August 5 2011
When the original Guild Wars launched back in 2005, it took some chances and managed to offer something quite different from the average online RPG of the day. In fact, it still stands out for its competitive PvP, its AI henchmen, its unique combat system, its lack of emphasis on gear, and the absence of a subscription fee, among other things. Arenanet is putting all their experience with this successful series into Guild Wars 2, and they're aiming for an even bigger hit this time around. Here's a primer on what they plan to achieve with this upcoming MMORPG.
Guild Wars 2 is set on the continent of Tyria about 250 years after the original game. The world will be largely persistent - a big change for this series that has always relied heavily on instancing. Naturally, there will still be instanced dungeons and PvP arenas, but there will also be large zones that are open to all explorers, bringing Guild Wars 2 much closer to its MMORPG competition.
The game offers more freedom of movement than its predecessor, such as being able to jump, fall and swim. Arenanet has also revealed plans for extensive underwater content, which will be a first for the series.
In Guild Wars everyone plays as a Human, but Guild Wars 2 has 5 playable races: Human, Charr, Asura, Norn, and Sylvari. Most of these races appeared in the original series as NPCs, and each will have its own starting area and racial abilities.
Guild Wars 2 will have 8 professions. So far we know that this includes Warrior, Ranger, Elementalist, Necromancer, Guardian, Thief, and Engineer. Note that the game will not have a dedicated healing or support class. Instead all classes will have some support abilities, and should thus be more self-sufficient than usual.
Arenanet is making every effort to move away from the traditional tank, healer, and damage roles in combat. This "holy trinity" is commonplace in RPGs, including the original Guild Wars, so it will be interesting to see if they can make this work, or if players are prepared to abandon these roles. Support abilities will still be in play, but they are aiming to make them more appealing and dynamic than typical reactionary healing seen in so many games of this kind.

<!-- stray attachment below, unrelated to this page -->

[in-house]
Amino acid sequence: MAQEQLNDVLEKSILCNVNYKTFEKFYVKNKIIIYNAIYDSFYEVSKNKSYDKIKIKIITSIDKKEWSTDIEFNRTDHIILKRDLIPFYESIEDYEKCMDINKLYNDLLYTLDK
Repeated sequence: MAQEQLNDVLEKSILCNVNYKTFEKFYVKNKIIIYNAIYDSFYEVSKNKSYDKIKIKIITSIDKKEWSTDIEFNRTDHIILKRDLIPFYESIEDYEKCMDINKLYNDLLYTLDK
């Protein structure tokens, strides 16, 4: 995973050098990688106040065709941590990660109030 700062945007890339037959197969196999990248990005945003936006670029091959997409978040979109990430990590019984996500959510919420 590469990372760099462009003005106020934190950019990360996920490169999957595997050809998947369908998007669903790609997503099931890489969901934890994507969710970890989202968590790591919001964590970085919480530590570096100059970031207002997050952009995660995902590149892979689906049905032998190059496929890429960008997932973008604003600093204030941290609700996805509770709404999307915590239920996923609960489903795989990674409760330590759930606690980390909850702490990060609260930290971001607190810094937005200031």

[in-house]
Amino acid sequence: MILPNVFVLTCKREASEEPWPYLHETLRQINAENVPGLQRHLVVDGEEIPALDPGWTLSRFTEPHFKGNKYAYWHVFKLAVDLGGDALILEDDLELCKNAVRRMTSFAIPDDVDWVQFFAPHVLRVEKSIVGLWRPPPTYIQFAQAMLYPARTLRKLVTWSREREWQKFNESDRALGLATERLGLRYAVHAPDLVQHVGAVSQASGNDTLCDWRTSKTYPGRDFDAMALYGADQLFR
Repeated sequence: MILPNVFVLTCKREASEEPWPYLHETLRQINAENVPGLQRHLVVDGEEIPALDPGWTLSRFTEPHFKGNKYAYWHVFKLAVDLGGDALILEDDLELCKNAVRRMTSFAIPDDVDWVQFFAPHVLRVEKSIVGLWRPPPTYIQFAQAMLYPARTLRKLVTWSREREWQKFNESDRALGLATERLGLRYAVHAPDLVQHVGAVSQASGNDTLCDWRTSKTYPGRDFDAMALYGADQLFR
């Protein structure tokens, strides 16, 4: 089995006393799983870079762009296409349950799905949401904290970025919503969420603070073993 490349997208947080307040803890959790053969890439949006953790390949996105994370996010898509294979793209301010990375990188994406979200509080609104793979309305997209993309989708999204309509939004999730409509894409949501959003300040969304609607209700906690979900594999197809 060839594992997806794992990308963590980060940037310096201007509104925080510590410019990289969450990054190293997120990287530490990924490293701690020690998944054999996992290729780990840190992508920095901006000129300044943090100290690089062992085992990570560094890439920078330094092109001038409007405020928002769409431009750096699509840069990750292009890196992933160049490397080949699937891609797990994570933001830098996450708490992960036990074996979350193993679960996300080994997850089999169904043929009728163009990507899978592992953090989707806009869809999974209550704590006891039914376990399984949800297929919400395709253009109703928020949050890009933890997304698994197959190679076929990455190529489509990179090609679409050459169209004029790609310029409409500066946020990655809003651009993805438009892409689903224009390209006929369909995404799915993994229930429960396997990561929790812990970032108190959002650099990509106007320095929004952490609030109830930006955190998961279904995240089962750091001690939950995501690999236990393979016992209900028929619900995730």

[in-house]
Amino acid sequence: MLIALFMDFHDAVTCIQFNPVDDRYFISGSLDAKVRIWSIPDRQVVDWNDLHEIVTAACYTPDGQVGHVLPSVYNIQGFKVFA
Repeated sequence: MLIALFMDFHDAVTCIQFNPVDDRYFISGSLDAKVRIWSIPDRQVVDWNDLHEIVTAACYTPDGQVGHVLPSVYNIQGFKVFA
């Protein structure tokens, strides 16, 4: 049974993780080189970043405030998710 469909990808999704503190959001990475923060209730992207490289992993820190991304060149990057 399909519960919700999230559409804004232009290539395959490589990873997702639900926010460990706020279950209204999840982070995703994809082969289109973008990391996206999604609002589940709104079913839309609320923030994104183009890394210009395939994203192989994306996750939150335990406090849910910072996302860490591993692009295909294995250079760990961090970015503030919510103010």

As in Guild Wars, you have a limited number of skills available when you go into combat. Guild Wars 2 uses a 10-slot skill bar, 5 of which are determined by a combination of your weapon and profession, and 5 of which are determined by your profession and race. Again, in collectible card game style, you will have many skills to choose from, but you can take only a subset of those into battle at once.
For added effect, players can combine skills from different professions in combat. One example given is shooting arrows through a flaming wall created by another player to produce flaming arrows. They also intend to allow players to use various parts of the environment as weapons, which should mix things up a little.
Death is also handled unconventionally in Guild Wars 2. Instead of dying outright when you run out of health, you first enter a "downed" state, during which you are given a different set of skills that provide you with desperate, last minute attacks. You are still vulnerable while downed, so if these attacks fail and no one revives you in time, you'll die. Once dead you can either wait for a resurrection or respawn at a waypoint. They plan to have a very light death penalty: a small amount of gold and a short run from the waypoint; apparently you won't even be debuffed.
Instanced dungeons in Guild Wars 2 are designed for groups of up to 5 players and are divided into story and explorable versions. Players first must complete the story version to unlock the explorable version. Explorable versions are meant to give dungeons more replayability, so players are presented with several choices which effect the challenges they face. Subsequently, you can play through most of the dungeons 3 or 4 times with different outcomes. Exploration versions will also require more teamwork and will generally be more difficult than story versions. Guild Wars 2 is expected to launch with 8 dungeons, each with several versions.
Competitive player vs. player combat has always been a big part of Guild Wars, and that will continue to be the case in Guild Wars 2. Along with the instanced, team-based matches Guild Wars players are already familiar with, the new game will have large-scale open PvP between servers in an area called "The Mists." Players will fight over resources and objectives such as castles, mercenary camps, mines, lumber mills, and villages. These contests will continue for two weeks, after which the server rankings will be updated and new matches will be set up.
We don't yet have a release date or an official price for Guild Wars 2, but the word is that it will use the same revenue model as the original series; purchase the game client for around $50, and play as often as you like with no subscription fees.